This is an in-depth review of the Fuji XF 35mm f/1.4 prime lens, also known as “Fujinon XF 35mm f/1.4 R” that was released initially together with the Fuji X-Pro1 on September 21, 2011. Fuji specifically wanted to target professionals and enthusiasts with its X line, so it first introduced a professional-level mirrorless camera, the X-Pro1, along with three prime lenses: Fuji XF 18mm f/2, Fuji XF 35mm f/1.4 and Fuji XF 60mm f/2.4 Macro. And hence, being part of the Fuji X mirrorless interchangeable lens system launch, the Fuji 35mm f/1.4 played a big role in the success of the product line.
Thanks to its compact size, a fast aperture of f/1.4 and a versatile focal length, the Fuji 35mm f/1.4 undoubtedly became the most popular of the three lenses. I have had the pleasure of shooting with this lens a number of times by now. First, I used it for a few months at launch, then when I re-evaluated the Fuji X Pro1 after about a year and lastly, after I made the decision to make Fuji X my mirrorless system of choice. Today, I am a proud owner of this lens – it pretty much stays glued to my Fuji X-E1, making it a very powerful combo for my everyday photography needs. In this review, I will provide a thorough analysis of the Fuji XF 35mm f/1.4 lens, along with image samples and comparisons to the Zeiss Touit 32mm f/1.8 lens.
- Using a glass-molded aspheric lens at the 5th element minimizes spherical aberration.
- Achieving beautiful bokeh in out-of-focus areas as well as excellent in-focus reproduction to create a natural sense of depth according to the aperture setting and the subject.
- The 35mm (135 equivalent: 53mm) lens has a standard focal length with the angle of view similar to that of the human eye.
- With the bright maximum aperture, the lens is ideal for snapshots.
- Mount Type: Fujifilm X
- Focal Length (35mm format equivalent): 35mm (53mm)
- Lens construction (elements/groups): 8/6
- Angle of view: 44.2°
- Number of diaphragm blades: 7 (rounded diaphragm opening)
- Maximum aperture: f/1.4
- Minimum aperture: f/16
- Focus range (normal): 0.8m – ∞
- Focus range (macro): 28cm – 2.0m
- Max magnification: 0.17x
- Weight (approx): 187g
- Dia. x length (approx): 65.0mm x 50.4mm (distance from camera lens mount flange)
- Filter size: 52mm
Detailed specifications for the lens, along with MTF charts and other useful data can be found in our lens database.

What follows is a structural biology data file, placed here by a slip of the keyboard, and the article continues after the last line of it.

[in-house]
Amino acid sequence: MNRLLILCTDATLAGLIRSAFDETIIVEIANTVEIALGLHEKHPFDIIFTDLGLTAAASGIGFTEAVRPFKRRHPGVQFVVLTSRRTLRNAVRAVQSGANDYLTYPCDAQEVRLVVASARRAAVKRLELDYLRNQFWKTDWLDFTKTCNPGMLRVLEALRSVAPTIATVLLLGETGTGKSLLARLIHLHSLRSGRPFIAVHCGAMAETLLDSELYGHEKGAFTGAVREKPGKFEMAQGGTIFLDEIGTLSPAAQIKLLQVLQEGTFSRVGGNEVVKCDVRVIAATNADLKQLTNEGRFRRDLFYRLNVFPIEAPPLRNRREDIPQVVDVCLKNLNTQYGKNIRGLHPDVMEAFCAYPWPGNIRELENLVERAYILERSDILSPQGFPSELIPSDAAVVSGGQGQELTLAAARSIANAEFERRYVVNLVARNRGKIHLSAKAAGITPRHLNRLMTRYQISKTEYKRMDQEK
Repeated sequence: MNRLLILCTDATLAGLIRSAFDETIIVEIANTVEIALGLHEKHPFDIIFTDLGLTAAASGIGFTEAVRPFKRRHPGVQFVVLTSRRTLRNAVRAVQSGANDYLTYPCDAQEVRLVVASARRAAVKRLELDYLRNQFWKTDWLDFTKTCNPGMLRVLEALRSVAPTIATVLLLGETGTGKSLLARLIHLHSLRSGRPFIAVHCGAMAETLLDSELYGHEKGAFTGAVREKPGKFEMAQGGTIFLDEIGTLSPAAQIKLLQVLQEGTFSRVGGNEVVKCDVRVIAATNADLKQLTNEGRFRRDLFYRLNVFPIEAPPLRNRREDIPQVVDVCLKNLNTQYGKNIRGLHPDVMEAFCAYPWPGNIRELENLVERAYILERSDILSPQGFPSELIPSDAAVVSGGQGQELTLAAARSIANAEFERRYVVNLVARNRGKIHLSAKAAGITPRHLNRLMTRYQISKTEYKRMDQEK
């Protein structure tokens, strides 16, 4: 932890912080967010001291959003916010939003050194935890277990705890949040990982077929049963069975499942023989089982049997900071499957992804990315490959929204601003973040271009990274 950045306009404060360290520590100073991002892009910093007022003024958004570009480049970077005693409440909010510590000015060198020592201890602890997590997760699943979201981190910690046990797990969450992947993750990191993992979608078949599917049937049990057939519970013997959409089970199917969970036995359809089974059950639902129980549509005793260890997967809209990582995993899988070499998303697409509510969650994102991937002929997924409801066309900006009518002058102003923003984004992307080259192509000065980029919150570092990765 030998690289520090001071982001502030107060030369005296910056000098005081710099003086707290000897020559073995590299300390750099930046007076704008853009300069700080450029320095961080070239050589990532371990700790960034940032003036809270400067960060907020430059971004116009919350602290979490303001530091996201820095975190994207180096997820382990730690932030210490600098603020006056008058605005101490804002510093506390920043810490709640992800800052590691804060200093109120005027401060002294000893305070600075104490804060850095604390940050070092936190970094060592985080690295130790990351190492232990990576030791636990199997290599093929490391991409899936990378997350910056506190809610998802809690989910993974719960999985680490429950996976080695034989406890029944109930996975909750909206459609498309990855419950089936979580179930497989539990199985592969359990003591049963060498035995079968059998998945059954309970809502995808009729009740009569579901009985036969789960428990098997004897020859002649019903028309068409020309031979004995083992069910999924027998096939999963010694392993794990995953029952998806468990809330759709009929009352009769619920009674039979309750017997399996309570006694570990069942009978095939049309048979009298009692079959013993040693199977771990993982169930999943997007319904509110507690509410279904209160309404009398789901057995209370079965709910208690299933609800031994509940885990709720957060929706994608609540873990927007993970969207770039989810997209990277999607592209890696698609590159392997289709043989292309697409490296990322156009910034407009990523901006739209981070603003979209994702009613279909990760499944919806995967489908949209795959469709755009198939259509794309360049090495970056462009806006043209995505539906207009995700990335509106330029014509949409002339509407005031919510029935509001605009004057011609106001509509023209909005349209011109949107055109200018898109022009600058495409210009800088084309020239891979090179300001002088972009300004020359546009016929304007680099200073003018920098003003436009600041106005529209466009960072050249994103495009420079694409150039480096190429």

Handling and Build
The build quality of Fuji lenses is excellent and the 35mm f/1.4 is no exception. Unlike some of the plastic lenses we see on modern DSLR lenses today, the lens has an all-metal barrel, a metal mount and even a metal hood. Thanks to its compact construction, small size and half the amount of glass when compared to full-frame lenses (the lens is only designed for APS-C sensors), all that metal does not add that much to its weight. At just 187 grams, it is pretty comparable to the Nikon 50mm f/1.8G. It balances pretty well with every Fuji X series camera.
The Fuji 35mm f/1.4 has two rings on the lens barrel – a focusing ring on the front of the barrel, and an aperture ring close to the mount of the lens. Since the Fuji X system uses a fly-by-wire system, which means that the focus ring is not mechanically tied to any of the lens elements, but rather controlled electronically, there is no focus scale on the lens and the ring will rotate in either direction without any hard stops or extra resistance. If you choose to manually focus with the 35mm f/1.4, a focus scale is provided inside the viewfinder or on the rear LCD of Fuji cameras. The aperture ring goes from f/1.4 to f/16 and then the last mark is “A” (marked in red), which is “Auto” mode. The good news is, you can actually go in 1/3 steps between apertures and the clicks are pretty smooth. The bad news is, the aperture ring sometimes feels too smooth / loose – some more tension as on some other Fuji lenses would have been nicer. Looks like the tension problem is pretty common for this lens – all three of the units that I used had this issue. Still, it feels better than handling the Zeiss Touit 32mm f/1.8, which has an even more loose aperture ring.
The metal lens hood protrudes quite a bit and is shaped as a square to preserve space. While it might sound like a good idea, there are a couple of problems with this design. First, it makes it impossible to keep a lens cap on the front of the lens. Fuji addressed that issue by providing a second rubber cap that attaches on the hood itself. However, the rubber cap comes off too easily and it does not securely sit on the hood. Out of the three lenses that I’ve used, I lost two of those rubber caps! I really wish Fuji designed the hood like a traditional one, so that it could be attached normally, or reversed to preserve space. Not a big deal, but certainly worth mentioning when handling and transporting the lens.
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